At-home therapy plus in-office treatment maximizes hair growth investment

by Deanne Mraz Robinson, MD

Androgenetic alopecia, or AGA, is the most common form of hair loss, affecting up to 80% of men and 50% of women.

Mraz Robinson, MD
Deanne Mraz Robinson

This disorder is located primarily on the central scalp with both male and female patterns of loss. Pathophysiological features include an alteration in the hair cycle via reduction of the anagen/growth phase, inflammation and follicular miniaturization.

The number of patients presenting in my practice with complaints about this chronic, nonscarring hair disorder is increasing, as are over-the-counter, prescription and in-office solutions that can help slow or stop hair loss and, in some cases, even help regrow hair.

By the time patients see me for a consultation, they have experimented with what is commercially available and have typically tried most of the medical-grade hair growth solutions. With the advent of websites such as Hims, Keeps and Roman, which offer a direct-to-consumer approach, it is relatively easy for patients to make their way through the gamut of available generic and OTC drugs before visiting a physician.

Platelet-rich plasma

Thus, by the time my professional opinion is sought, platelet-rich plasma (PRP) injections and hair transplant are usually among the remaining untapped interventions.

PRP and hair transplant represent a significant financial investment. So, when patients agree to these pricey out-of-pocket procedures, I suggest that they consider layering on at-home therapy, as well. The purpose of this concomitant approach is to protect their PRP or hair transplant investment by safeguarding against further hair loss or even augmenting the results by providing additional hair growth.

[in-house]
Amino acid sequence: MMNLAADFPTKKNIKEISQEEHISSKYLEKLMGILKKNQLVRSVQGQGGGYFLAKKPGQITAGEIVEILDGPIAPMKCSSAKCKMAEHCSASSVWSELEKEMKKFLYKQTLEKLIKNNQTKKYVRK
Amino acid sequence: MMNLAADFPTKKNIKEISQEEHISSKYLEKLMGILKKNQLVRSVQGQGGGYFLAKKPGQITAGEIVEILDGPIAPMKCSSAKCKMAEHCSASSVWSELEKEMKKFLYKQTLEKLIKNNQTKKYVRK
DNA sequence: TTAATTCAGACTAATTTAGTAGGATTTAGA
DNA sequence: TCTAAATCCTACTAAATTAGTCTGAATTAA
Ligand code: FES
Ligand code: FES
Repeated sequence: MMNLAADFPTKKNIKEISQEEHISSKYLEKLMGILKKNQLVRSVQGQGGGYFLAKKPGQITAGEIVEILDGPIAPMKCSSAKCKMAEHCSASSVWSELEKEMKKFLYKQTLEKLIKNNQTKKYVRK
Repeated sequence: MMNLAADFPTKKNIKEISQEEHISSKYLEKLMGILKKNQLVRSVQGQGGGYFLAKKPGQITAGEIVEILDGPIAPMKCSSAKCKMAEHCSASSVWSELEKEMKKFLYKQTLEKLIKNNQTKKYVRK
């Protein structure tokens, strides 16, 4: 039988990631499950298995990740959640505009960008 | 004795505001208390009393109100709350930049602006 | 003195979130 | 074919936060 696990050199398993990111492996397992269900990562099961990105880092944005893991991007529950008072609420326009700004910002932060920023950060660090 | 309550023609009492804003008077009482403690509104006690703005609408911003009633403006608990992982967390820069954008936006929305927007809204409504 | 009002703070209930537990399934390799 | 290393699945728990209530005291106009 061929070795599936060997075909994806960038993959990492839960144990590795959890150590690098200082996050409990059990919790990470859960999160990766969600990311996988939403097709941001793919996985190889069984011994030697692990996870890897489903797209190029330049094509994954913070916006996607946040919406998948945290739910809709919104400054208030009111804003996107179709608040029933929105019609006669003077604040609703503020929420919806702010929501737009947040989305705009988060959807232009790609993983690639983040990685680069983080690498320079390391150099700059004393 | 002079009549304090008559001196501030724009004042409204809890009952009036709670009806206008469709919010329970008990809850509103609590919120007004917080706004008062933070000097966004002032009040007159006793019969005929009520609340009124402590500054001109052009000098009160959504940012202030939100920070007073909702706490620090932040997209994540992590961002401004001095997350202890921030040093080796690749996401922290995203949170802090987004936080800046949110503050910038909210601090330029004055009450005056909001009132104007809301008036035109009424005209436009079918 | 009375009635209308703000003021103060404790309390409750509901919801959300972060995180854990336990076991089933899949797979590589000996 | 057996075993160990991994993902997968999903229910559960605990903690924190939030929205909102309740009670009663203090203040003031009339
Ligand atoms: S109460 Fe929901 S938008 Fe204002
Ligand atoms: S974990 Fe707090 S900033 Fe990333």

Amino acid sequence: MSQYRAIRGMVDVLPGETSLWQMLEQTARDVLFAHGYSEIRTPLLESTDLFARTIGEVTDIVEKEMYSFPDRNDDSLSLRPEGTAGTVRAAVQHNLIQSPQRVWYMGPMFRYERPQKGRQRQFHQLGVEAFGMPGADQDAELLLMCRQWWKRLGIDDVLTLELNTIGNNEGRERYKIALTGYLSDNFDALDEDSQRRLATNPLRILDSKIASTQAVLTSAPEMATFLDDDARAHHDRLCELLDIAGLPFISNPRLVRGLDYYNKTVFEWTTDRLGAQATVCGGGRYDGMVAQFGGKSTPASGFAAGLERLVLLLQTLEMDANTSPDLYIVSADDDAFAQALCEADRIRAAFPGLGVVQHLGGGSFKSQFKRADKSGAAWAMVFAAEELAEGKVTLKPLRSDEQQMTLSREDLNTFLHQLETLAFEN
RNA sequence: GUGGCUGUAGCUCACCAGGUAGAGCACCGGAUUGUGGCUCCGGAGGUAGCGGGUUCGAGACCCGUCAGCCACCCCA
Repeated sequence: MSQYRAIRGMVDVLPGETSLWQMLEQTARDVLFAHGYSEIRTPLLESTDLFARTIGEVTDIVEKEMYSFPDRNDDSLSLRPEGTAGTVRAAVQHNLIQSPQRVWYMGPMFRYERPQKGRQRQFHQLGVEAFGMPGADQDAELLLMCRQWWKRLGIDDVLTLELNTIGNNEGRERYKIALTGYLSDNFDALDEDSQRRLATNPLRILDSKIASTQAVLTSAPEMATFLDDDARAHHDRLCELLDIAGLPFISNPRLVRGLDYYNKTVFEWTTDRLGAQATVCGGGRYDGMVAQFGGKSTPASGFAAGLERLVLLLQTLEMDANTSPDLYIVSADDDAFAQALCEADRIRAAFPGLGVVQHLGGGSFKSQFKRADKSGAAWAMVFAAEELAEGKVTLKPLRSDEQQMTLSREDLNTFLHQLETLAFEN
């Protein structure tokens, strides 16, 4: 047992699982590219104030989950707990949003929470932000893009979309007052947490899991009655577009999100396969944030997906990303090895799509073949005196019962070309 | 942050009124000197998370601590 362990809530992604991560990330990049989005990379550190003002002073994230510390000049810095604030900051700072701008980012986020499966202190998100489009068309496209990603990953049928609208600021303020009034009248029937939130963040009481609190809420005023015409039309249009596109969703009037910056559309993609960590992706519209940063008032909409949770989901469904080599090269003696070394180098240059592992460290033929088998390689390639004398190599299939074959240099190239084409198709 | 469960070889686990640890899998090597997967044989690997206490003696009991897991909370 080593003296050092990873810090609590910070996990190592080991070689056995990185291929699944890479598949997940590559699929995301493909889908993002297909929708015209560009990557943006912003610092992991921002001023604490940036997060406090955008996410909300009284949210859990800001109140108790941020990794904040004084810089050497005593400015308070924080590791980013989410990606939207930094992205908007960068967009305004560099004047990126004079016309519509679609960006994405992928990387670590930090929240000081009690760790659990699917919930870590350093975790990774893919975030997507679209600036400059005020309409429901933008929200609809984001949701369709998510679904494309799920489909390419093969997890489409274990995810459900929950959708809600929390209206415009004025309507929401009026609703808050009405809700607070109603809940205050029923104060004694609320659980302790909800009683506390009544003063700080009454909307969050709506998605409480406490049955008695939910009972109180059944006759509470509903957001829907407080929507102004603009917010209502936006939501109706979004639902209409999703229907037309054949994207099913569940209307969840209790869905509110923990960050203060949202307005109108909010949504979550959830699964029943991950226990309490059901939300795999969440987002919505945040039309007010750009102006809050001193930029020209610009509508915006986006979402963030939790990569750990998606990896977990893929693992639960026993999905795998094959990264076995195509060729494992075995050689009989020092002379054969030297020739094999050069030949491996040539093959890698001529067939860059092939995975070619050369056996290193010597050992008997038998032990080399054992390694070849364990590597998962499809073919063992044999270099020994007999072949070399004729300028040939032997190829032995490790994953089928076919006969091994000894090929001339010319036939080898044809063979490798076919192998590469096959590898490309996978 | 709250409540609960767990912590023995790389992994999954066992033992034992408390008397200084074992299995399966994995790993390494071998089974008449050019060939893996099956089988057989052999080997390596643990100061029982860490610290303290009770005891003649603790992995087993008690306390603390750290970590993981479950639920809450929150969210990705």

Some patients prefer to commit solely to in-office initiatives; others are open to my recommendation. They appreciate the pragmatic suggestion that home care enhances and supports what we are doing in the office.

It is akin to using SPF after laser for lentigines or hyperpigmentation. This strategy is also what I recommend to patients who undergo in-office aesthetic procedures. I routinely advise patients who get toxin or filler injections or aesthetic laser treatments to also adhere to a thorough, high-end skin care routine to protect and potentially lengthen the life span of the results.

The combined in-office and at-home treatment regimen keeps the patient engaged in the process. A tangential benefit that our practice has noticed is that this continued “engagement” fosters a willingness to cooperate with scheduled treatment and follow-up sessions.